I can’t yet balance quality with speed. Plus, remember authors like Ann Martin who are hard-working, solid writers who fell into her series being work-for-hire because she could no longer keep up the demand for books, even before the spin-offs started.

      She wrote the early books of the main series and it snowballed (Sales wise) from there, I don’t know how royalties worked for her when the series began being ghostwritten, and all those spin-offs emerged, but one of the main reasons the series ended was because she wanted to write stand-alone novels that she alone wrote and shaped for publication, and only agreed to do Main Street (Her other series) if there were limits on the total number of books, so she could write/edit them all herself (For both income and personal integrity reasons) and age her characters rather than remain static as with “The Babysitter’s Club.”

      If I ever do work-for-hire books, it’d have to be something I love to push myself that hard for a flat fee, and sometimes writers just need whatever income we can get, that’s certainly where I’m at when trying to think of ways to build an income beyond my novel writing.

      That said, some authors can get small cut of royalties if they’re the main ghostwriter for a given series, it would just be less than a book of our own that doesn’t have the particulars of work-for-hire projects on average.

      It’s not easy to write well to a formula, especially if the voice of those books is so unlike your own, and while I know some writers who work-for-hire believe their voice is there in spite of the formula they needed to follow, that requires a skillset I know I don’t have right now, and would struggle to get it.

      But a skillset I believe you have more than me. Given how versatile your writing is. Not to take away from what you learned before your first sales.

      Impatient as I am about some things, and hard as it is to wait long lulls as my forthcoming novel chugs down the line, I better see the gift time has given me (And YOU for Touch of Death (YA) and your picture books) versus if I had to write two or more books in s work-for-hire series, something that writers like Jan Fields knows all too well, and while we may disagree on many aspects of writing, she’s doing the best work she can and it doesn’t mean she doesn’t want to get her non-work-for-hire books published.

      While I’d rather be known for my own original work, writers like Ann Martin and Jan Fields remind me that there is legitimacy in work-for-hire, for both reader and writer, and I’m not the snob about it I used to be.

  • I personally admire those authors who can write for hire because, so far, I’ve been too chicken and unsure about my writing to even try it.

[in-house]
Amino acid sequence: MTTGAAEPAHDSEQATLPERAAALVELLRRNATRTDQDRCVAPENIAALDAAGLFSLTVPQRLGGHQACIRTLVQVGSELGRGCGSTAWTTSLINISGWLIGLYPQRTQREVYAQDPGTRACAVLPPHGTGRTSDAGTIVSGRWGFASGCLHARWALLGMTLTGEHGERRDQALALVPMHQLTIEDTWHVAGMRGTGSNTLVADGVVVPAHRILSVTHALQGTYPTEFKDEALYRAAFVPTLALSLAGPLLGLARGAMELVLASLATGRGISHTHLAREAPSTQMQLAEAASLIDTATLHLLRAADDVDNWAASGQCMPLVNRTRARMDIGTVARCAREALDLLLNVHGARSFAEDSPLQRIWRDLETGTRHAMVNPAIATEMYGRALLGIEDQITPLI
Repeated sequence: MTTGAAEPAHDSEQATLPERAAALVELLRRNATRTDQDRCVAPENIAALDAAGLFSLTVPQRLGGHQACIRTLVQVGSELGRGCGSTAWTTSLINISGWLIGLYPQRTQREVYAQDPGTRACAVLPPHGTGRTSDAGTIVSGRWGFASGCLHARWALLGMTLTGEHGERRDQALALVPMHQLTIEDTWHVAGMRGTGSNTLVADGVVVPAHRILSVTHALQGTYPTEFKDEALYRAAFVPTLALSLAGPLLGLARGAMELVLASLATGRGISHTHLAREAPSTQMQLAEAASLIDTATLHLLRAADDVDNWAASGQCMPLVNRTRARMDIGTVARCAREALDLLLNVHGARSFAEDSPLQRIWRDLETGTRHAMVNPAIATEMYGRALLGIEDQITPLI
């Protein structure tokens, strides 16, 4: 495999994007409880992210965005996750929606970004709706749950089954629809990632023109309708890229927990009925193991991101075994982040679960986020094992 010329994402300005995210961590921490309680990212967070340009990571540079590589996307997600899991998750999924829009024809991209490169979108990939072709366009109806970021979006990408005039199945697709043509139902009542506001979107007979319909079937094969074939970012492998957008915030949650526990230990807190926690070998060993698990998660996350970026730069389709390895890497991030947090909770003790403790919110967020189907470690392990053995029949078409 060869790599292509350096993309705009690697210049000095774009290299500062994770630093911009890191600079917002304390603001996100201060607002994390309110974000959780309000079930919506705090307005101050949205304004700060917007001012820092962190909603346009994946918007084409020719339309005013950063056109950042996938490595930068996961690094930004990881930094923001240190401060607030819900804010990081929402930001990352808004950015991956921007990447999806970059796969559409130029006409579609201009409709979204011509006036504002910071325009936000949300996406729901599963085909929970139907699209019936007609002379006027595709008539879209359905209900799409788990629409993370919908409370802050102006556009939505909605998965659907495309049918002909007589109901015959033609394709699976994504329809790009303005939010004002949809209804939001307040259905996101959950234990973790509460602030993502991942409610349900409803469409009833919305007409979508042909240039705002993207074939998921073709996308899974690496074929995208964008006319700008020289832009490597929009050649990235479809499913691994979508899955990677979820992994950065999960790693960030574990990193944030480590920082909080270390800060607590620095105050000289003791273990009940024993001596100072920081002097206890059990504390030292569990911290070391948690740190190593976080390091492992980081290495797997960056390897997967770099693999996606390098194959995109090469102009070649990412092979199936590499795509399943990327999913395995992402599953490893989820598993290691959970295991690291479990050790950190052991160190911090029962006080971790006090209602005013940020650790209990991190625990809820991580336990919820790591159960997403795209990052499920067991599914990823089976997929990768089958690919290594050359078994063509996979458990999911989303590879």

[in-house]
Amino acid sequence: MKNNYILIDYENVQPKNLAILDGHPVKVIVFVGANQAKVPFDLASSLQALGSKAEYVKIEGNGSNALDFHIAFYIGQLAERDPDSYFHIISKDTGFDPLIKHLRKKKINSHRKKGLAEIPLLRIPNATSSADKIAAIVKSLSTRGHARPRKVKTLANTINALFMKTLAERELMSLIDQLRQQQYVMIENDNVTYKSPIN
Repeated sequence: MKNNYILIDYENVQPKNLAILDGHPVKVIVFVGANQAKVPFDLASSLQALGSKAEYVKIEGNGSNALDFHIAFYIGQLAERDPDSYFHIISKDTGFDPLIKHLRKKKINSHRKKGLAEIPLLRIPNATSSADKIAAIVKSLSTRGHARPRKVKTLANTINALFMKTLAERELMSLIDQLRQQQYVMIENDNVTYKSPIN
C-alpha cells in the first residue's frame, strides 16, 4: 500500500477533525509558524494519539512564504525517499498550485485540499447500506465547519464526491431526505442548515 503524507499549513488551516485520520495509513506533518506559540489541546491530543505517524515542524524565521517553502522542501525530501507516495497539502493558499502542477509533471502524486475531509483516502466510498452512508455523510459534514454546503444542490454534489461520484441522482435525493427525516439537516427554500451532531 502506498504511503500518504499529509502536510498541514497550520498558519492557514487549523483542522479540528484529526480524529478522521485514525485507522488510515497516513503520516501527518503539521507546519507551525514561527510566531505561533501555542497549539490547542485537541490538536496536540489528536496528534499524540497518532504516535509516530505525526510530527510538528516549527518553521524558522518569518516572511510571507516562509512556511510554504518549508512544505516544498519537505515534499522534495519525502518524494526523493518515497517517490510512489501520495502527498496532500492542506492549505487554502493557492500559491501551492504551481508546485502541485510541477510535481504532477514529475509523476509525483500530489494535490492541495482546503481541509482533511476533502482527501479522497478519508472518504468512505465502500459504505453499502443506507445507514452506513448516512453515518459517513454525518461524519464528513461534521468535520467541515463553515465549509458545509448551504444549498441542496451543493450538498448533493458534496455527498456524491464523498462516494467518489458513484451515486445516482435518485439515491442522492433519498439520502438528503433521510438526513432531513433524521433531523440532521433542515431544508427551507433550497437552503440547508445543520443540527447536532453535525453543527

At this stage in my life, I’d rather “write for Allyn” and be able to do it when I feel like it with no real deadline. It’s funny that in other things I love deadlines and can meet any deadline necessary, however with my writing… it just doesn’t flow as easily if I have a deadline.

    Anyway, to me writing is writing and good writing is good writing whether it’s WFH or not.

    • Thanks for commenting, Allyn, I can relate to the fear of trying to do “For Hire” books, but for me, it’s more lack of skill and NOT great at writing to strict formulas, and I’d rather write, and I mean that in the most anti-snobbish way possible.

      As for your closing statement-

      “to me writing is writing and good writing is good writing whether it’s WFH or not.”

      I get what you mean by that. I’m not trying to devalue that.

      As a lay reader that’s true.

      But for me (As the WRITER) it’s not always that simple.

      I was just making the case that writers read differently than lay readers (Who aren’t authors or in publishing) do, and sometimes writers have to look at books differently, you know?

      A vet’s going to look at my dog’s health in a different way than I as his non-medically inclined “human” will who lives with and loves him every day.

      So, WRF books are the same thing, it’s about the context, and I was not bashing WFR in general, I was really expressing my more informed, but overall mixed emotions towards the medium as a READER, as a writer it’s always going to be more complicated, FOR ME, and I can’t help that.

      All that said, as you and Kelly Hashway (Who commented on my review for the first Geronimo Stilton book, there are good WFH books out there, I just wanted to show the mixed feelings the WRITER (Who wants to publish) can have on even the good stuff, I say it because I’m sure there are other writers who feel as I do, I can’t be the only one, and this post was to acknowledge and show that. Not to bash WFH in general. Really.

      If I was personally better writing to a formula I’d consider doing some WFH, both for the income (Flat fee is better than nothing) and showing I can put books out, but I would not keep up with the manic pace series are on now, that said, only if I had the chance to write some Geronimo Stilton books would I be motivated and confident enough to crank them out at that pace, because I’m already a “Fan” and have owned and read nearly all of them, I’m certain I own over half the 55 books released in America so far (Started in Italy and it CRAZY popular there) and I would be okay with a flat fee because I’d do it part because I LOVE the series, and the chance of writing in that series is for me (As a fan) worth settling a flat fee for, and at this point, a flat fee’s better than no payment at all, because fun aside, writing those kinds of books with tight deadlines warrants payment of some sort, after all.

      As much as new writers get told to “OFfer a lot of our work for free” as a way to break in, we can’t do that forever, and that’s the mindset I’m speaking from. Hope that makes sense, but thanks for commenting, I really appreciate it, I’ve mostly gotten spam for the last week or so, and it’s why I monitor comments before they appear on the site.